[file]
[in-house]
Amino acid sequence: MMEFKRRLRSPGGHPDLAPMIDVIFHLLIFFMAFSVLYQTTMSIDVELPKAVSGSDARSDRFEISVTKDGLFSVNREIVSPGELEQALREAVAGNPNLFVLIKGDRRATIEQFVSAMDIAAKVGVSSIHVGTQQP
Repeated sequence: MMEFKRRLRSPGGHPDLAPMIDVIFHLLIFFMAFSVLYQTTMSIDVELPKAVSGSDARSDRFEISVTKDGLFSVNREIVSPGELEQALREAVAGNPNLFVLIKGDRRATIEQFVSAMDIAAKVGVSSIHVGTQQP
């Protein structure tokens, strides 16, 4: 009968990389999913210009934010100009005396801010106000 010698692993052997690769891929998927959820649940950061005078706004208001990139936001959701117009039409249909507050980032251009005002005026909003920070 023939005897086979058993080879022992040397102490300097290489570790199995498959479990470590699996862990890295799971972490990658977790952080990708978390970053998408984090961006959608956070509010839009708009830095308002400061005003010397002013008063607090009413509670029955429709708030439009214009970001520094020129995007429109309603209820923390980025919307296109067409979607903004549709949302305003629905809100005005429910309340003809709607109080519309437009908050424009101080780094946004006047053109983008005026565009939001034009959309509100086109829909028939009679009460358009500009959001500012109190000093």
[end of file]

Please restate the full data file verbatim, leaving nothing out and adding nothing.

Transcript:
[in-house]
Amino acid sequence: MMEFKRRLRSPGGHPDLAPMIDVIFHLLIFFMAFSVLYQTTMSIDVELPKAVSGSDARSDRFEISVTKDGLFSVNREIVSPGELEQALREAVAGNPNLFVLIKGDRRATIEQFVSAMDIAAKVGVSSIHVGTQQP
Repeated sequence: MMEFKRRLRSPGGHPDLAPMIDVIFHLLIFFMAFSVLYQTTMSIDVELPKAVSGSDARSDRFEISVTKDGLFSVNREIVSPGELEQALREAVAGNPNLFVLIKGDRRATIEQFVSAMDIAAKVGVSSIHVGTQQP
């Protein structure tokens, strides 16, 4: 009968990389999913210009934010100009005396801010106000 010698692993052997690769891929998927959820649940950061005078706004208001990139936001959701117009039409249909507050980032251009005002005026909003920070 023939005897086979058993080879022992040397102490300097290489570790199995498959479990470590699996862990890295799971972490990658977790952080990708978390970053998408984090961006959608956070509010839009708009830095308002400061005003010397002013008063607090009413509670029955429709708030439009214009970001520094020129995007429109309603209820923390980025919307296109067409979607903004549709949302305003629905809100005005429910309340003809709607109080519309437009908050424009101080780094946004006047053109983008005026565009939001034009959309509100086109829909028939009679009460358009500009959001500012109190000093």